Generally, the validity of a patent is determined by assessing its Allowable Subject Matter. This is typically done by reviewing the claims in the patent and comparing them with any newly discovered prior art.

A valid patent must be useful, novel and unobvious. These criteria are usually evaluated by an experienced technical expert familiar with the technology being patented.

For instance, a patent that describes an improved method of manufacturing may be invalid if it does not satisfy the use, novelty, and obviousness criteria. Furthermore, in order for the patent to become valid and enforceable, there must also be sufficient resources allocated towards its execution.

Invalidity is a complex subject that may seem confusing to both companies and attorneys alike. To fully grasp how the standard of proof applies and why there is a statutory presumption of validity in place, one must understand how it was decided upon.

The standard of proof for patent validity relies on a balance between the presumption of validity and the need to demonstrate that claims made in the patent are more likely than not legitimate. Currently, this standard is known as “clear and convincing evidence.”

This standard is higher than simply more likely than not, yet still lower than “beyond a reasonable doubt.” The Supreme Court is currently reviewing this issue and it remains uncertain what should be applied.

An attorney conducting a patent validity analysis will review the application’s specifications and claims in detail, then compare any newly discovered prior art with the patent’s Allowable Subject Matter to provide an opinion as to whether the patent is valid or invalid.



Enforceability of a patent refers to the ability to exercise the rights granted by it in accordance with its terms. It’s defined as “the capacity for someone who has agreed to an act to be made legally accountable and ordered to comply.”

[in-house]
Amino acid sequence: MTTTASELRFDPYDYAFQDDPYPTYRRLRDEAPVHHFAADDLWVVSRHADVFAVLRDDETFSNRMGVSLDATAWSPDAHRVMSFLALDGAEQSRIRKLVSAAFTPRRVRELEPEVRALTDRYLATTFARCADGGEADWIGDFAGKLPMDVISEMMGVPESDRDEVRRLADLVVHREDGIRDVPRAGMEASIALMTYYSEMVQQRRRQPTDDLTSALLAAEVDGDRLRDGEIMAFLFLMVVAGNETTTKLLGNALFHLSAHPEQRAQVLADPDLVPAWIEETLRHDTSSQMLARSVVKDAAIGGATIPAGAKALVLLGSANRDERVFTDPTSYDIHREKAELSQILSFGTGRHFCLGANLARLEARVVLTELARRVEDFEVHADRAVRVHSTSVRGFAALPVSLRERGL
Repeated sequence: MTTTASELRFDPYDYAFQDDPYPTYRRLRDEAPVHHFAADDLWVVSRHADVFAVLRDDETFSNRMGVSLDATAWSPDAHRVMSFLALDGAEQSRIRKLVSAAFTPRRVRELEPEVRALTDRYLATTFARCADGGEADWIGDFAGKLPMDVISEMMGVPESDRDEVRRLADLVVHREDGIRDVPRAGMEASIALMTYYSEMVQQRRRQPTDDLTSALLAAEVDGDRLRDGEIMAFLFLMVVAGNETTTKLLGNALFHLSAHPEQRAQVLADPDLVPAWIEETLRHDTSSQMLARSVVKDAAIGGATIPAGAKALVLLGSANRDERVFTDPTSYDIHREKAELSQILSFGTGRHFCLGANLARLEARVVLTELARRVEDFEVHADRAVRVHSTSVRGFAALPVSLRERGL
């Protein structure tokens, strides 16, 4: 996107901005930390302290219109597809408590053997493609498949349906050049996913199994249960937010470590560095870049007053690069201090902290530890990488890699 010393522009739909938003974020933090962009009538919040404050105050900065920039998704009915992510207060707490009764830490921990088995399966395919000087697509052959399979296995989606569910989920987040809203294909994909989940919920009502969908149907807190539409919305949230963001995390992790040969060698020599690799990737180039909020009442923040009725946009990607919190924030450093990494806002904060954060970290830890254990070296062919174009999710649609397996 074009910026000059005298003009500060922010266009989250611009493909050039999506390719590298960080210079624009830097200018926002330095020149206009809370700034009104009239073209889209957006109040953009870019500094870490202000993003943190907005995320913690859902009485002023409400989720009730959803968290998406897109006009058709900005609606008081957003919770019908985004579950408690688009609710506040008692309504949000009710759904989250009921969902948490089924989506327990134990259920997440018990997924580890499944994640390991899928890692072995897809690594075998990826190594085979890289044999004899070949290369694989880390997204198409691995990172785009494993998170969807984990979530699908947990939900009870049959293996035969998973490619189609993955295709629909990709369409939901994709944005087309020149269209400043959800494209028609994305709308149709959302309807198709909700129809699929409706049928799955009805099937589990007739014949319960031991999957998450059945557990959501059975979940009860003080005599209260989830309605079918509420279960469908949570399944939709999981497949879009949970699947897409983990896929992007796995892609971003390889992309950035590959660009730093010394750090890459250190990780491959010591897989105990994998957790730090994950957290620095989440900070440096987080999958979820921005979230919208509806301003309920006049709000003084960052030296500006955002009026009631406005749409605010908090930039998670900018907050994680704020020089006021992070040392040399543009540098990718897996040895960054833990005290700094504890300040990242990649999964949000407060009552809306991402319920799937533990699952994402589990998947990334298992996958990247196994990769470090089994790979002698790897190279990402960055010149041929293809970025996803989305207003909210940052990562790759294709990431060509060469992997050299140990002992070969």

Many factors can affect a patent’s enforceability, such as any defects in its claims. Defects could significantly reduce its value within the title chain and make it more challenging to defend in court.

Enforceability also includes a party’s right to sue for infringement if it believes another party has infringed upon its intellectual property. This can be done by filing a civil lawsuit in federal court.

A pre-litigation strategy can be utilized to attempt to reach a settlement before filing for litigation. This usually works because it places pressure on the other party to accept an amicable resolution so that there will be no trial and associated expenses.

When a company sells its IP portfolio, the buyer typically performs patent due diligence on the assets. This analysis allows them to assess both technical and legal parameters surrounding a patent in order to make informed business decisions.

Analyzing a company’s patent filing history, specifications, and claims, as well as how certain claim terms could or should be interpreted in court, is essential before purchasing assets or licensing them for use. This evaluation should be done before any decision is made on what uses to put the patents.